The petition states: In a city that represents diverse racial and ethnic populations, the placement of an educational and inspirational Holocaust Memorial Monument would be a symbol of universal tolerance and a positive statement for harmony and understanding.

According to NJ Sen. Chris Brown, the cost of erecting the memorial nears $1 million.

"The committee is looking for support from the CRDA. To help them, I facilitated a meeting with the committee and the CRDA for this week," he said.

Rabbi Geller called architect Daniel Scott Mascione's final design, brilliant and very moving.

It will be 10 feet high and has a metallic roofing that represents a wave, which is appropriate being so close to the ocean, and large number of rocks will be encased in a steel cage beneath, Rabbi Geller said. The wave really represents the tsunami that engulfed European Jewry.

Mascione said the rocks were inspired by the Jewish tradition of placing rocks on gravesites.

There can be many interpretations, Mascione said. We wanted to come up with a design that would be meaningful for everyone.

A time capsule will be installed in the concrete base, which will bear the inscription of a famous quote by philosopher George Santayana, which in its original form stated, "Those who cannot remember the past are condemned to repeat it."

We can teach our children today, but in future generations, it will be important to keep the message alive, Mascione said.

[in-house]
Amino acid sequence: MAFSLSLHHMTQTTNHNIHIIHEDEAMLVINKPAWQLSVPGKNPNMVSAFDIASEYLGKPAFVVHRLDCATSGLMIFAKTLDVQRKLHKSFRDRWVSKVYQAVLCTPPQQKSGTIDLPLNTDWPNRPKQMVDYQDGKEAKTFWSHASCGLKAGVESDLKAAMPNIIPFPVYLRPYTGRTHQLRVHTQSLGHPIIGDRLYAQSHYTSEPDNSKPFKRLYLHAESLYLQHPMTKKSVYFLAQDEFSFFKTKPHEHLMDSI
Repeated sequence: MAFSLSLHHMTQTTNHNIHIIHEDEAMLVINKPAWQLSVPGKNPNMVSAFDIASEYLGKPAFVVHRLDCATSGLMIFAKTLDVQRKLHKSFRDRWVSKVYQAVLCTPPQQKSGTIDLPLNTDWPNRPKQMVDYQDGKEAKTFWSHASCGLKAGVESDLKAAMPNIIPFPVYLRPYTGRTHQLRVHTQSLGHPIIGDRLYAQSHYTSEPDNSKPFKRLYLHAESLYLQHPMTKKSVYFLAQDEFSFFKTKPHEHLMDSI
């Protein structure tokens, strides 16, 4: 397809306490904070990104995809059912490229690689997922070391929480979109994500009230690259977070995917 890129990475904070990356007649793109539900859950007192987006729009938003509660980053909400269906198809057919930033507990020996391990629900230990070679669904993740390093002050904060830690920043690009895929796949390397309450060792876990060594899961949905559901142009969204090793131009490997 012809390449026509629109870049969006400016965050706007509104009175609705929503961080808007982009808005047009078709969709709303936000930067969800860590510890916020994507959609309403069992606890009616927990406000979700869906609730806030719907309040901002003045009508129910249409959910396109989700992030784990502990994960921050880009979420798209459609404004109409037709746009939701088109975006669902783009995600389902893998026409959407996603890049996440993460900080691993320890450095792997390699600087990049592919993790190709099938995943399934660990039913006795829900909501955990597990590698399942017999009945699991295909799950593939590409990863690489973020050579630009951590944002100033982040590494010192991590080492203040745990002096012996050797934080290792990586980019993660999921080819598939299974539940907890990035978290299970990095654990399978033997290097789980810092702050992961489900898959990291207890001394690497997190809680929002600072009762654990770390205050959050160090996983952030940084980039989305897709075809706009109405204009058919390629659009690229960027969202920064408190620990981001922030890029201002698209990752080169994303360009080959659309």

The monument will be located in the highly-traveled Boardwalk right-of-way and will have benches were visitors can sit and reflect on what they are viewing, Rabbi Geller said.

After consideration by the Planning and Development Subcommittee, Atlantic City Council passed a resolution on Jan. 17 approving the revocable license needed to construct and maintain the memorial at the Roosevelt Plaza pavilion for $1.

In a letter to Rabbi Geller, Donna Marie Shea, chairwoman of the Atlantic City Arts Commission, said the memorial powerfully captures and conveys emotion and the message about Genocide and the Holocaust and that the monument provides synergy with the surrounding environment.

It will be viewed by millions of people of all ages and backgrounds that stroll the world famous walking path of the Atlantic City Boardwalk each year, she wrote.

She said the memorial, just steps from the Stockton campus, will serve as a valuable tool for educators, who teach the Holocaust as part of the state's Common Core Curriculum.

Rabbi Geller said the monument would not only remember those who perished during the Holocaust and carry on the survivors' message, Never again, but it will also comfort all those who continue to suffer bigotry in our country."

The memorial's mission statement affirms a commitment "to combat human intolerance, witness history, and reaffirm the human rights for all people.'

Rabbi Geller said a gala event will be held at Resorts Hotel Casino in June to raise the additional funds needed to build and maintain the monument.